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Return to the news 01 May 2016

North, South: via which face do you climb the North Atlantic?

The Transat bakerly Mono60 Edmond de Rothschild Sébastien Josse

It remains a valid question some 24 hours before the start of The Transat bakerly. Indeed, the weather situation appears to be somewhat clearer now, but the latest forecasts, analysed this morning, are complicating matters. The fleet is due to set sail tomorrow, Monday, at 14:30 GMT+1 from the typically English port of Plymouth bound for the skyscrapers of Manhattan. And, when people refer to the course, even in the month of May, the solo sailors tell of violent lows, a poor sea state and icebergs as they approach the Grand Banks of Newfoundland. As such, the strategic choices are of great importance. Fortunately, Sébastien Josse, skipper of the Mono60 Edmond de Rothschild, can count on the top-flight experts within Gitana Team. These include, Charles Caudrelier, an experienced sailor and racer both in crewed and solo format, with whom Sébastien notably won the Transat Jacques Vabre in 2013 aboard the Multi70 fitted out by Baron Benjamin de Rothschild's racing stable. A member of the five-arrow team's performance cell, Charles gives us his analysis of the situation from Plymouth some 24 hours from kick-off, whilst the skipper talks to us about the competition.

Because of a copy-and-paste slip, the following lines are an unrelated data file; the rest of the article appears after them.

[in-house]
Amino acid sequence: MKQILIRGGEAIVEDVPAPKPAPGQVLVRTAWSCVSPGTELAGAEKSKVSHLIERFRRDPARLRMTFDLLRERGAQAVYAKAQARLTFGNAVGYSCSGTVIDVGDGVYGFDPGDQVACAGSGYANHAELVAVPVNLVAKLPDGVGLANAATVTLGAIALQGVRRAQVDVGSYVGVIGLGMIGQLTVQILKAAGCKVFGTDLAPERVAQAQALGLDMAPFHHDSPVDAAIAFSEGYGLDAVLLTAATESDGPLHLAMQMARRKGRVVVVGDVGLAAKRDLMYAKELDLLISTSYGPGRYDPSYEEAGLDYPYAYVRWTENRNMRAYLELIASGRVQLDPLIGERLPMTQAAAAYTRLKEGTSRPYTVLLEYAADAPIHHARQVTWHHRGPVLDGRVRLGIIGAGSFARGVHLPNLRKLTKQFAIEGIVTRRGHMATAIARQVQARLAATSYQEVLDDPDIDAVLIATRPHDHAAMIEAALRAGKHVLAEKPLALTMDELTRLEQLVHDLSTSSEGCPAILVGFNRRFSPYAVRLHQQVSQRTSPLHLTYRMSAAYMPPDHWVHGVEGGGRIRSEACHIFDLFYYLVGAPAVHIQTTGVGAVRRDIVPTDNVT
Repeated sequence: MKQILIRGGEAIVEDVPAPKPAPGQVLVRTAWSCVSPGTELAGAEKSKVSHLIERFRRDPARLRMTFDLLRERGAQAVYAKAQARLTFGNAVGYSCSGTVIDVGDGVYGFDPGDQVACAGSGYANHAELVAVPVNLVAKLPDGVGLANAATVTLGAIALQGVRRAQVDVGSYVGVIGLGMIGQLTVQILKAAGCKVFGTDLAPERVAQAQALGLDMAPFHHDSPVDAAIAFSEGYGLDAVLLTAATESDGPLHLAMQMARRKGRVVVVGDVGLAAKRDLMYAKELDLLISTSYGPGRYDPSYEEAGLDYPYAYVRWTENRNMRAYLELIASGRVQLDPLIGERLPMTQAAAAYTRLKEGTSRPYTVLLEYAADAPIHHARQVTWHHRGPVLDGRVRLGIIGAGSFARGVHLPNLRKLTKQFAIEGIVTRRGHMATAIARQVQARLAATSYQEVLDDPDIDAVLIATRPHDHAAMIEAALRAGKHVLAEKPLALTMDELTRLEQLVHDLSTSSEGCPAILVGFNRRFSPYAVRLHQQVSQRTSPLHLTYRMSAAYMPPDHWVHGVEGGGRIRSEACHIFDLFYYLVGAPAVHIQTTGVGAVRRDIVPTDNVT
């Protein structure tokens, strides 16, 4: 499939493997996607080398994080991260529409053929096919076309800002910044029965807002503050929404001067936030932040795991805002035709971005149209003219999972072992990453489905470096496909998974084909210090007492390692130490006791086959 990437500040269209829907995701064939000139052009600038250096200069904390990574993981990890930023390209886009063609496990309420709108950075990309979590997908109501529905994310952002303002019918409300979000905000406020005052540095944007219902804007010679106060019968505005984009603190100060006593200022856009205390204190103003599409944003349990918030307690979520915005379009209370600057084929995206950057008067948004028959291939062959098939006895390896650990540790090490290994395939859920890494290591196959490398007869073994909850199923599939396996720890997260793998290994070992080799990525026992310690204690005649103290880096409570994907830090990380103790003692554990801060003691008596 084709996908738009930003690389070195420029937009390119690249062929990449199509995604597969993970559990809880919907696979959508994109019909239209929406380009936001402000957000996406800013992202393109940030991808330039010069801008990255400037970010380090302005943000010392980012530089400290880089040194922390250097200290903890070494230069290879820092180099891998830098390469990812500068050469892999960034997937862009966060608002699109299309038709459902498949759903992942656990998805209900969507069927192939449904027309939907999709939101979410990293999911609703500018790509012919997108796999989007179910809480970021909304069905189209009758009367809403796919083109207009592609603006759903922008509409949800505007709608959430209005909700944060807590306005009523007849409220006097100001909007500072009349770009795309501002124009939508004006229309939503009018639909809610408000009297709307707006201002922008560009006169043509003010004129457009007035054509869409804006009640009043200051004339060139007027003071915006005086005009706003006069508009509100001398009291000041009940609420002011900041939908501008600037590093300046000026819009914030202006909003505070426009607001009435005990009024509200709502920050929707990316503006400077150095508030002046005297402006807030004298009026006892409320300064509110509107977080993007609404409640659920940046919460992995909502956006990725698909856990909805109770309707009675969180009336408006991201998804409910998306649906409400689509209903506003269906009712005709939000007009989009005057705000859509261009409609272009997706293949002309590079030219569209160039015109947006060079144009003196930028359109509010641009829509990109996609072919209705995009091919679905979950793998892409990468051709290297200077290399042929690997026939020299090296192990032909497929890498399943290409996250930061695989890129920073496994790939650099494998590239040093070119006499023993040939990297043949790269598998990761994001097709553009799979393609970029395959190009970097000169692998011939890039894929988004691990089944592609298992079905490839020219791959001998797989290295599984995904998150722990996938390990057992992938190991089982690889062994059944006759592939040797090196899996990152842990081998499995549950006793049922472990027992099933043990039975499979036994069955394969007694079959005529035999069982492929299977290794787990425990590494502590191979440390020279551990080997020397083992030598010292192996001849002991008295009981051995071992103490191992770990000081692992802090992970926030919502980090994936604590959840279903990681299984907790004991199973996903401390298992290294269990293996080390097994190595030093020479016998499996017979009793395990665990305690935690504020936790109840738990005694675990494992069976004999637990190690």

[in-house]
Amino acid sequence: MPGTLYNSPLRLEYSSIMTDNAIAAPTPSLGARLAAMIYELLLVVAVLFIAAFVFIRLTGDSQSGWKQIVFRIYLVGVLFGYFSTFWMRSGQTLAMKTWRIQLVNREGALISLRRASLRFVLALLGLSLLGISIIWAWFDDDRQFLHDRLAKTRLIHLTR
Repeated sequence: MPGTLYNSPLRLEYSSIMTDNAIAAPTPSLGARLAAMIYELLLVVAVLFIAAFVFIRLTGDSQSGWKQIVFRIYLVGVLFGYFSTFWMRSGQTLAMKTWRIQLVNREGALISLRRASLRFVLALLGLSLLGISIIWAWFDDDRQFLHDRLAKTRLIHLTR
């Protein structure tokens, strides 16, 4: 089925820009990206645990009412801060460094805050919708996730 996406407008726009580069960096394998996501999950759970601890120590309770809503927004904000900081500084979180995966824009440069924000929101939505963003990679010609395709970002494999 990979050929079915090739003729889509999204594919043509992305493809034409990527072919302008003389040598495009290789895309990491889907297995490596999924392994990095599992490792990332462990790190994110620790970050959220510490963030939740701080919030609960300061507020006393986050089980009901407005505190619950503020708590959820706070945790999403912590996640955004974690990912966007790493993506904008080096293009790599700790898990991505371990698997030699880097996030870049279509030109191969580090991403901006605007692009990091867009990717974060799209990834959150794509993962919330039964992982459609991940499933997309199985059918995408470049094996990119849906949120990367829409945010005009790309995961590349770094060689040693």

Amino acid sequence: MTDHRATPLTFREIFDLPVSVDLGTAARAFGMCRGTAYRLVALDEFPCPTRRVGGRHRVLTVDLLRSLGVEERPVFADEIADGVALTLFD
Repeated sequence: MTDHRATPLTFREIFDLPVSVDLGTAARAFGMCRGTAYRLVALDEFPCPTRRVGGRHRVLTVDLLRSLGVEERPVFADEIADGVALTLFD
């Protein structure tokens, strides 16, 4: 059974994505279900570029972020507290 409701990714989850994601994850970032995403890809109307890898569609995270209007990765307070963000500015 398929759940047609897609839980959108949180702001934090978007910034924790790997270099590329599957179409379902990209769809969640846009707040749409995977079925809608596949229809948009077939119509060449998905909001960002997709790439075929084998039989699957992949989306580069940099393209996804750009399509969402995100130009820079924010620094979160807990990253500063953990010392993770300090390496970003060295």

Contrary to a classic course that ends in the tradewinds, on the 3,000-mile course between Plymouth and New York, the weather remains full of potential pitfalls all the way to the finish, with numerous uncertainties right the way along the American coast, which the strategists try to anticipate as best they can. “For some days, the weather models in the North Atlantic seemed to favour a southerly course but this morning the situation has changed. There are now several possible courses, including a rather brutal one to the North,” explains Charles Caudrelier. “The very extensive exclusion zone, defined by the race organisation to avoid the icebergs in Newfoundland, inevitably has an influence on strategy because the sailors will have to slip under it and it's already a long way South. Today, there are two major lows to be negotiated along the way. The first will roll through on Tuesday and Wednesday and is active and windy with 40 knots forecast, while the second could be negotiated via the North, though that option comes with the risk of getting trapped in the centre in order to get around the exclusion zone. As such, you have to choose between hunting down the strong wind to the North in some really tough conditions or try the South with what is a complicated route to pull off in solo configuration. Today, there's also an intermediary option taking shape, but how will that play out tomorrow? We'll know more this evening and then it'll be over to Sébastien to decide.”   

The first few hours of racing